Accordingly I read with care Pearson on the Creed and a few other books on divinity; and as I did not then in the least doubt the strict and literal truth of every word in the Bible, I soon persuaded myself that our Creed must be fully accepted. It never struck me how illogical it was to say that I believed in what I could not understand and what is in fact unintelligible. I might have said with entire truth that I had no wish to dispute any dogma; but I never was such a fool as to feel and say 'credo quia incredibile'.

    And about the voyage he writes

    DURING THESE two years1 I was led to think much about religion. Whilst on board the Beagle I was quite orthodox, and I remember being heartily laughed at by several of the officers (though themselves orthodox) for quoting the Bible as an unanswerable authority on some point of morality. I suppose it was the novelty of the argument that amused them. But I had gradually come, by this time, to see that the Old Testament from its manifestly false history of the world, with the Tower of Babel, the rainbow as a sign, etc., etc., and from its attributing to God the feelings of a revengeful tyrant, was no more to be trusted than the sacred books of the Hindoos, or the beliefs of any barbarian. The question then continually rose before my mind and would not be banished,—is it credible that if God were now to make a revelation to the Hindoos, would he permit it to be connected with the belief in Vishnu, Siva, &c., as Christianity is connected with the Old Testament. This appeared to me utterly incredible.

    However in 1880 well after this he wrote

    Dear Sir

    I am sorry to have to inform you that I do not believe in the Bible as a divine revelation, & therefore not in Jesus Christ as the son of God.

    Yours faithfully | Ch. Darwin

    which should put him outside of mainstream Christianity. A year earlier he had written.

    It seems to me absurd to doubt that a man may be an ardent Theist & an evolutionist.— You are right about Kingsley. Asa Gray, the eminent botanist, is another case in point— What my own views may be is a question of no consequence to any one except myself.— But as you ask, I may state that my judgment often fluctuates. Moreover whether a man deserves to be called a theist depends on the definition of the term: which is much too large a subject for a note. In my most extreme fluctuations I have never been an atheist in the sense of denying the existence of a God.— I think that generally (& more and more so as I grow older) but not always, that an agnostic would be the most correct description of my state of mind.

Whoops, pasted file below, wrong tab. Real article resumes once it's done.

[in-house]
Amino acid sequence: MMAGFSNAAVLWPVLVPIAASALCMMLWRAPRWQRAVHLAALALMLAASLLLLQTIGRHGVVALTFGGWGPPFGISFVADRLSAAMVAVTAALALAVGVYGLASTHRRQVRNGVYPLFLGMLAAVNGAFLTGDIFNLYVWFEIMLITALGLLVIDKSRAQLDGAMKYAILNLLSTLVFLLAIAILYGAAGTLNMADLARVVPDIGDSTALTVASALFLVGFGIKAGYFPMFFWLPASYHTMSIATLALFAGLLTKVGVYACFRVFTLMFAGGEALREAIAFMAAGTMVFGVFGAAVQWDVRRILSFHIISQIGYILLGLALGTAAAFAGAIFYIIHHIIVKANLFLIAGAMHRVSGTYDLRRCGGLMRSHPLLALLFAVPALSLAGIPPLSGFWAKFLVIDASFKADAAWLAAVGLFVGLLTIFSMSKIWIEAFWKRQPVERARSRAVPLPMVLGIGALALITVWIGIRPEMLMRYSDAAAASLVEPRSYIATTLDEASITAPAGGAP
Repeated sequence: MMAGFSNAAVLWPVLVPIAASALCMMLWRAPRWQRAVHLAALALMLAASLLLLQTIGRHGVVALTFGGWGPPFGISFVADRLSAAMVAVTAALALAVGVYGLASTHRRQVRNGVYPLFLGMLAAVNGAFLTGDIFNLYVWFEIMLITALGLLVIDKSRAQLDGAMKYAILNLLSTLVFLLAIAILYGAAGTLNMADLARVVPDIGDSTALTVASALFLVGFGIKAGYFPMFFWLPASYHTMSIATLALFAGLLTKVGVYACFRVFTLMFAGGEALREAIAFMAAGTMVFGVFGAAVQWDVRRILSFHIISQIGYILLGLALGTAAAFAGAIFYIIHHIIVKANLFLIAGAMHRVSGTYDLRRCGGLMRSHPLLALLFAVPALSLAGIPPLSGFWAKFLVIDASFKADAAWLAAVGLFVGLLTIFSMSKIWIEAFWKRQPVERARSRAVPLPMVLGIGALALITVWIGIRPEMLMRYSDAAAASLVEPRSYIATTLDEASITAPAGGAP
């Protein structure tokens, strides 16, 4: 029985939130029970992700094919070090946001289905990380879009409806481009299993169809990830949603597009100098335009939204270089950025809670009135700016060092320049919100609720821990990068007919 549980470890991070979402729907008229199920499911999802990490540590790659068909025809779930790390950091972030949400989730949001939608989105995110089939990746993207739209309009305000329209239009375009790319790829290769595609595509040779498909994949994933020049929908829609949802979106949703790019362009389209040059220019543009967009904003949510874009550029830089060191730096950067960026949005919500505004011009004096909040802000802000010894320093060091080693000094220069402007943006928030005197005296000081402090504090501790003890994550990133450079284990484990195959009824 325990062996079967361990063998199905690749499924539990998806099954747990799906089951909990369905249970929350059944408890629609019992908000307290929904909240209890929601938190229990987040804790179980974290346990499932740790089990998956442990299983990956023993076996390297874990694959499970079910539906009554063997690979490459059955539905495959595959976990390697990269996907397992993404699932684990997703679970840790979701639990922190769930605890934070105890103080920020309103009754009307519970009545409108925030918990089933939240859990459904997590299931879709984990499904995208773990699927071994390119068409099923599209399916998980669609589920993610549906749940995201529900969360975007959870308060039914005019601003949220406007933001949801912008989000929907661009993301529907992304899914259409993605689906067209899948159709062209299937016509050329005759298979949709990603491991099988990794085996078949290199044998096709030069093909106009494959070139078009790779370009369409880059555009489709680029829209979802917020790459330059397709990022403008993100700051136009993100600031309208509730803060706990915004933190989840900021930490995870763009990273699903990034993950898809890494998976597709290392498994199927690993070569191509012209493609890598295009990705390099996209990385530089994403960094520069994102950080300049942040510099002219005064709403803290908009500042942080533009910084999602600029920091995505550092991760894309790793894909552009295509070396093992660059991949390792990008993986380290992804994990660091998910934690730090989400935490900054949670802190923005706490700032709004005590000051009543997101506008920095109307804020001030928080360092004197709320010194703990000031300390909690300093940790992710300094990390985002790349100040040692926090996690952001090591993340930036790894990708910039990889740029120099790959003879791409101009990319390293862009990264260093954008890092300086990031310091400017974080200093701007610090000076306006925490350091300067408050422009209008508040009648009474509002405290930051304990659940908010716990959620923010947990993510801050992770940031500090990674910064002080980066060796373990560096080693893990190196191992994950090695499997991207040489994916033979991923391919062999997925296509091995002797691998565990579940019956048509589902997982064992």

Perhaps a born again agnostic.

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  3. I was actually teasing about his being born again--taking a poke at those folks who say on his deathbed that he renounced his theories and embraced Jesus and what not.

    Thanks for the story, though.

    There is an interesting documentary and quite well done called Paradise Lost: The Religious Life of Charles Darwin.

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  4. I was teasing back. Apologies for the associated data dump.

    I think that a lot of people tend to ignore that his wife's religious views also changed over time. She came to believe that God wouldn't damn people just for being non-believers. In 1895 she wrote to her daughter:

    I am reading the Psalms and I cannot conceive how
    they have satisfied the devotional feelings of the world for
    such centuries. I am at the 35th, and about three or four
    I have found beautiful and satisfactory, the rest are almost
    all calling for protection against enemies or for vengeance.
    one fine penitential Psalm.